The Guilt of Having to Work and Not Stay Home to Raise Your Child With Special Needs

The Guilt of Having to Work and Not Stay Home to Raise Your Child With Special Needs - Faithtoraisenate.com - CharleneBullard.com - Purposedrivencharlene.com
3 min read

Guilt is an overpowering feeling.

For years I felt guilty because I had to work and was unable to stay home with my son. I was 19 years-old when Nate was born and within a year after having him, I went to work part-time. By the time Nate was 4 years of age, I was a single mother, with the obligation of supporting my child. Taking government assistance to raise Nate was something I never wanted to do. Not working was not an option for me.

My first job after having Nate was working for a government housing agency. I would sit at my little cubicle thinking about my son, and wishing that I was home with him. The need to be with Nate ached my soul, as I thought about all that I was missing.

Working caused me to miss his daytime occupational therapy, vision therapy, and hearing therapy sessions.  I felt horrible that I was absent during that time and unable to see Nate’s growth milestones.

The guilt was compounded even more when Nate began to have behavior problems. I felt horrible that I could not be there to help him. Every phone call about Nate’s behavior, from his teacher, school counselor, and school psychologist made me feel like an awful mother. I cried so many nights, wishing that I could quit my job and keep my child home so that I could spend my days locating resources to stop his unwanted behaviors.

For the majority of my life, while raising Nate, I struggled with that guilt. I hated myself for working and for going to school, to obtain a career which I hoped would give Nate and I a better life.

I will tell you, that to this day, I still suffer from some feelings of guilt. I have my moments where I wonder if I stayed home, and were more involved in Nate’s care, would life be different. Would my son be farther along in his development? Would Nate had moved to a residential facility? Could Nate have possibly stayed home with me so that I could care for him?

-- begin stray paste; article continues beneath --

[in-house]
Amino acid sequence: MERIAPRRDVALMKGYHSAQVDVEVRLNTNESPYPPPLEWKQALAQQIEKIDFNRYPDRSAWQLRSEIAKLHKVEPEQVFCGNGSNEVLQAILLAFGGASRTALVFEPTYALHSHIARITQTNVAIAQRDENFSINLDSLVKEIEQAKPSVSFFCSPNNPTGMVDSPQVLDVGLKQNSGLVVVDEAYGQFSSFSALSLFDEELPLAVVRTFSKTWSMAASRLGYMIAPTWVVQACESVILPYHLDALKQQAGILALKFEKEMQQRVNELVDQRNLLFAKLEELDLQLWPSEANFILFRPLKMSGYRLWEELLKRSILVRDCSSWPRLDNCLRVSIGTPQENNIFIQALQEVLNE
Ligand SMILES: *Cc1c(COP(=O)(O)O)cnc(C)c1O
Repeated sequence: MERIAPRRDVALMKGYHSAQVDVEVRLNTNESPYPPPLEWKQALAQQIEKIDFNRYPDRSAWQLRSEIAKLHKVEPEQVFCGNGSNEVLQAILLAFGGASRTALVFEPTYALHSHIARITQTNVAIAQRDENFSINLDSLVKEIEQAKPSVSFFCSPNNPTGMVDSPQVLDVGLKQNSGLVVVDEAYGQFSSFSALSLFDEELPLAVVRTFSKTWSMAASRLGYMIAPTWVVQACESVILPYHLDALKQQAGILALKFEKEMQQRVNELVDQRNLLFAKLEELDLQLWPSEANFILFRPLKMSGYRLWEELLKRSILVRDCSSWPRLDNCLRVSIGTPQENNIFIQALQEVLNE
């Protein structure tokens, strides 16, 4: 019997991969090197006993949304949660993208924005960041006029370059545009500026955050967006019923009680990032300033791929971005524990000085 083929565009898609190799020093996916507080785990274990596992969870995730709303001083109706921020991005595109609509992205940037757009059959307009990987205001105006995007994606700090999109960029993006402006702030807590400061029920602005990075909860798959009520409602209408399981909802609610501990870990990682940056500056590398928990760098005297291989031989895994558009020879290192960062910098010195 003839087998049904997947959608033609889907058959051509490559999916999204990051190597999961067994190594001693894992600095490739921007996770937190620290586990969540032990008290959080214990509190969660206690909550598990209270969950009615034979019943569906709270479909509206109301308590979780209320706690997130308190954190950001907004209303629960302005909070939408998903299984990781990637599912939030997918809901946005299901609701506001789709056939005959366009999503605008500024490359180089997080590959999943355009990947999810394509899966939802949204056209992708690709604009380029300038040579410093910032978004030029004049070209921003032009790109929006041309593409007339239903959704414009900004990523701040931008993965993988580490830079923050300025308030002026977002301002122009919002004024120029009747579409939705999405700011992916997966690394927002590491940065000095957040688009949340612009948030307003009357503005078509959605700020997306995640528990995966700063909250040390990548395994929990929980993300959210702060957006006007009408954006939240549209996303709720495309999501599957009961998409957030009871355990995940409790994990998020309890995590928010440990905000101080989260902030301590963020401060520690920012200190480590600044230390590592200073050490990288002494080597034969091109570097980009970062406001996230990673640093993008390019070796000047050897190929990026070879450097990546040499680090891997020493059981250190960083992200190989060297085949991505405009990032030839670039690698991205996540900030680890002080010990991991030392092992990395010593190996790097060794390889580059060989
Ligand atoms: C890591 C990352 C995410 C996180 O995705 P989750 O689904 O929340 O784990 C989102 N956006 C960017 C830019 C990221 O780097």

Hummmm, I will never know!

However, what I do know is that during those years my heart was in the right place for my child. I wanted what was best for him and I did my absolute best.

What I also know is that God allowed me to go in that direction. If it was meant for me to stay home with Nate, God would have provided, however, He allowed me to work.  So, I am learning to stop feeling guilty for not being a stay-at-home mom, but to be grateful for the opportunity to work and provide for my son.

Faithtoraisenate.com - CharleneBullard.com - Purposedrivencharlene.com

 

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  1. 1
    dancingpalmtrees

    You did and are doing your best. I can see your dedication to Nate when writing about him. Most of us are not independently wealthy so we must work. However I do understand the feelings of guilt. Since I must work most holidays I feel bad that I cannot spend those holidays with Stephen. But I need the money. New York is expensive and unless I suddenly become rich I must hang onto my job until deliverance arrives.

  2. 3
    Margaret from soulfood101blog

    I feel your pain on this one. I know you are a great mom BECAUSE you feel that guilt. I too had to work full time, well, more than full time, 7 days a week to provide a roof and food. My son is 28 and I still feel guilty about all the time I worked, and couldn’t be there with him. It is getting better as time goes by but guilt is a nagging creature. God Bless you 🙂

  3. 6
    Elizabeth

    In a perfect world we wouldn’t have to choose between being a worker and being a mom. Since we live in this one, we will always feel the ache. Clearly, despite the barriers, you formed a tight bond with your son.

    • 7
      Charlene

      Yes in a perfect world, I would be able to stay home like June Cleaver and care for my son. Yet, as you said, God allowed us to grow a tight bond despite the barriers. 🙂

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